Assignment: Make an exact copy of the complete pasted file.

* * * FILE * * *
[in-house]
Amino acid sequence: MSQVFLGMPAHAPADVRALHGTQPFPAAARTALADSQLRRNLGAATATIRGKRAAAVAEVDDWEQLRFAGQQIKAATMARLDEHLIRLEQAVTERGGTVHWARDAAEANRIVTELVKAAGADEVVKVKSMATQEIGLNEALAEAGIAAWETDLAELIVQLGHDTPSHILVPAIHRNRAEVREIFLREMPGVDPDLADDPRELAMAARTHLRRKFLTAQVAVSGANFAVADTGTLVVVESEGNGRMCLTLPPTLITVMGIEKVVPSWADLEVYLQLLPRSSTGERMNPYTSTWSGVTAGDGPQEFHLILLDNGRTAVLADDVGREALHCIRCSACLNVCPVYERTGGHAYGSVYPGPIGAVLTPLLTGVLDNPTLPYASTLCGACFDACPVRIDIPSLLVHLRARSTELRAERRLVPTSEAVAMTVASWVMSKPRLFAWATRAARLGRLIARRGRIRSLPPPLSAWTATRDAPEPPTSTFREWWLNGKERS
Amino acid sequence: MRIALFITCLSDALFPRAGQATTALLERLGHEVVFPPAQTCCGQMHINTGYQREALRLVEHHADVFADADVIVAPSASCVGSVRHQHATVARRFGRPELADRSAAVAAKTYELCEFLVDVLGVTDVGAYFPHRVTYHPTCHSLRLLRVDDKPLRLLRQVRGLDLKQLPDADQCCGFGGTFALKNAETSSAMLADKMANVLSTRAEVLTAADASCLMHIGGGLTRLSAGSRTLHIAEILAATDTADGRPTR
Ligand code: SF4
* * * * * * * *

[in-house]
Amino acid sequence: MSQVFLGMPAHAPADVRALHGTQPFPAAARTALADSQLRRNLGAATATIRGKRAAAVAEVDDWEQLRFAGQQIKAATMARLDEHLIRLEQAVTERGGTVHWARDAAEANRIVTELVKAAGADEVVKVKSMATQEIGLNEALAEAGIAAWETDLAELIVQLGHDTPSHILVPAIHRNRAEVREIFLREMPGVDPDLADDPRELAMAARTHLRRKFLTAQVAVSGANFAVADTGTLVVVESEGNGRMCLTLPPTLITVMGIEKVVPSWADLEVYLQLLPRSSTGERMNPYTSTWSGVTAGDGPQEFHLILLDNGRTAVLADDVGREALHCIRCSACLNVCPVYERTGGHAYGSVYPGPIGAVLTPLLTGVLDNPTLPYASTLCGACFDACPVRIDIPSLLVHLRARSTELRAERRLVPTSEAVAMTVASWVMSKPRLFAWATRAARLGRLIARRGRIRSLPPPLSAWTATRDAPEPPTSTFREWWLNGKERS
Amino acid sequence: MRIALFITCLSDALFPRAGQATTALLERLGHEVVFPPAQTCCGQMHINTGYQREALRLVEHHADVFADADVIVAPSASCVGSVRHQHATVARRFGRPELADRSAAVAAKTYELCEFLVDVLGVTDVGAYFPHRVTYHPTCHSLRLLRVDDKPLRLLRQVRGLDLKQLPDADQCCGFGGTFALKNAETSSAMLADKMANVLSTRAEVLTAADASCLMHIGGGLTRLSAGSRTLHIAEILAATDTADGRPTR
Ligand code: SF4